According to al-Qaeda strategist Abu Bakr Naji, the idea behind the movement's prioritization was to avoid expending resources, even in important countries, without a clear return.  For example, Egypt, with almost 25% of the population of all the Arab League countries combined, has always been extremely important for al-Qaeda. Nevertheless, Mubarak's Egypt is the prime example of a country in which al-Qaeda operations were considered too difficult. So Egypt was featured prominently in al-Qaeda's propaganda and was the subject of multiple videos and three books written by Ayman al-Zawahiri, the latest of which appeared just 59 days before the first demonstrations in Tahrir Square.  However, al-Qaeda's propaganda, which encouraged insurrection and terrorism, did not appeal to the Egyptian population. Internally, al-Qaeda used Egypt for lessons learned during the disastrous jihadist campaigns during the 1990s when other jihadist groups were virtually destroyed by Egyptian security forces.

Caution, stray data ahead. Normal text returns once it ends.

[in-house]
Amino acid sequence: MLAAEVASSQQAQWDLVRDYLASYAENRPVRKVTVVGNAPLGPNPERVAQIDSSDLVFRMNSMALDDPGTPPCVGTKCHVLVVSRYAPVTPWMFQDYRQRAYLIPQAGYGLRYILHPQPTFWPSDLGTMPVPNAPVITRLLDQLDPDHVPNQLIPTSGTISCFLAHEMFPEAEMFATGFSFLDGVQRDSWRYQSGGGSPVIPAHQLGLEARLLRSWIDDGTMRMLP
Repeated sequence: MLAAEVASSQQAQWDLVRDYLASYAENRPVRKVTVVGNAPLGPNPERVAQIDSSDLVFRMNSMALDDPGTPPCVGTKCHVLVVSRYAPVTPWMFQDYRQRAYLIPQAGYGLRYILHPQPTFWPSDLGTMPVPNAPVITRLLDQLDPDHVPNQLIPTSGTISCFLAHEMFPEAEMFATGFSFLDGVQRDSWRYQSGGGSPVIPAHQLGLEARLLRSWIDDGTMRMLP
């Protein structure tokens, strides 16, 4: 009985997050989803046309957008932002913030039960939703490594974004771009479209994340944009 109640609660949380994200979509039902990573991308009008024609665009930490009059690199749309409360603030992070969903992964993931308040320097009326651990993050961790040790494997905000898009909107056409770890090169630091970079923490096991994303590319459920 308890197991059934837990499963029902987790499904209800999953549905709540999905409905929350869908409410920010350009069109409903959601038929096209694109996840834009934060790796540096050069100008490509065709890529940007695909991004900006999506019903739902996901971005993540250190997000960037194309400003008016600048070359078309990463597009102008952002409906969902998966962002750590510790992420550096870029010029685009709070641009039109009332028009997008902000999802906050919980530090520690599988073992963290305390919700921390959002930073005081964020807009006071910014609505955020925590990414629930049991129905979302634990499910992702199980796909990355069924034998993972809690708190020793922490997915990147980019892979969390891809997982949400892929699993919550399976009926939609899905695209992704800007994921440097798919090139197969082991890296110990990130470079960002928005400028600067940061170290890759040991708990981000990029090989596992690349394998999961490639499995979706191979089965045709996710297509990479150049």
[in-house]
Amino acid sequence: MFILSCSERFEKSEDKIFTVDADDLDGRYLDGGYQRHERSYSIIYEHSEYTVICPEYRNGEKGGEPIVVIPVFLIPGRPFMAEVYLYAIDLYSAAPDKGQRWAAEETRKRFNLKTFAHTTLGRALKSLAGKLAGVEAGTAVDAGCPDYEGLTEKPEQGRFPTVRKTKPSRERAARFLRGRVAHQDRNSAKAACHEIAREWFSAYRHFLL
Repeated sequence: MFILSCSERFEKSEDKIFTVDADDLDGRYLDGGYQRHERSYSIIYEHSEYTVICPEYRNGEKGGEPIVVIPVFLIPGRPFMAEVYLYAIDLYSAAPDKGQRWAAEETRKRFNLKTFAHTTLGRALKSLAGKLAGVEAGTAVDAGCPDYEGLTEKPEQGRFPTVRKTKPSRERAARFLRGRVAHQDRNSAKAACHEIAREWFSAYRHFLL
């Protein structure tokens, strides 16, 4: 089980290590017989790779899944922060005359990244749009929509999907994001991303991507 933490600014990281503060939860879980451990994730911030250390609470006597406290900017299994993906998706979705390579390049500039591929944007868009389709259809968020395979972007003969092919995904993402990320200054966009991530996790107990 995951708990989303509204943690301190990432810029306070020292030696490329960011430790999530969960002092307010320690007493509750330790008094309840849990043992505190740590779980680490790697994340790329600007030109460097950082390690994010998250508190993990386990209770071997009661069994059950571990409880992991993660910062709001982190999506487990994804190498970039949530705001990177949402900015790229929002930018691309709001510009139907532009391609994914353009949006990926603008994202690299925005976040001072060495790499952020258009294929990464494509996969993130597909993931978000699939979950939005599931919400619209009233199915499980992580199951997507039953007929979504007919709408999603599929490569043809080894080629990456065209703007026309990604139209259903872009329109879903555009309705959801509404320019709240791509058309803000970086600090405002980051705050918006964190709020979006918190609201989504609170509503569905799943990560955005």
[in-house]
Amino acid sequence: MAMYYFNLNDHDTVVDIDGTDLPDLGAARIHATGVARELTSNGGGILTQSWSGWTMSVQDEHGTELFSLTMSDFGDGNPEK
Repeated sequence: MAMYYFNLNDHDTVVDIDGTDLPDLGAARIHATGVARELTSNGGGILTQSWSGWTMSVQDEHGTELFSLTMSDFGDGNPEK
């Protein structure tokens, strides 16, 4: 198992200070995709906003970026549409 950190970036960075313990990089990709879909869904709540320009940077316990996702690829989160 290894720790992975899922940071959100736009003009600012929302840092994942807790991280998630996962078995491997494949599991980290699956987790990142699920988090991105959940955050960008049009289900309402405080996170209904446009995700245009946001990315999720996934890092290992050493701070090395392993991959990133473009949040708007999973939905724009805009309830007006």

Tunisia has been like a smaller version of Egypt for al-Qaeda. It was ruled by a strong central government, aided by powerful security forces. Tunisia experienced incidents of jihadist terrorism over the years, but al-Qaeda considered it an appropriate area for agitation and propaganda, rather than a target for its own operations. It was not considered a priority target for al-Qaeda.
After 9/11, Yemen, Saudi Arabia, and Pakistan were top priority countries in which al-Qaeda's leadership arranged for jihadist networks to be funded and manned for guerrilla warfare. Al-Qaeda currently has well-established networks in Yemen and Pakistan. Non-Arab Pakistan marches to its own beat; its grave problems after the Arab uprisings are no different from before. Yemen has been influenced by the uprisings, but al-Qaeda's local impact is negligible in comparison to powerful tribal and sectarian forces. Saudi Arabia has witnessed Shiite demonstrations and there are serious concerns that these could spread, but al-Qaeda exerts no influence on Shiite communities.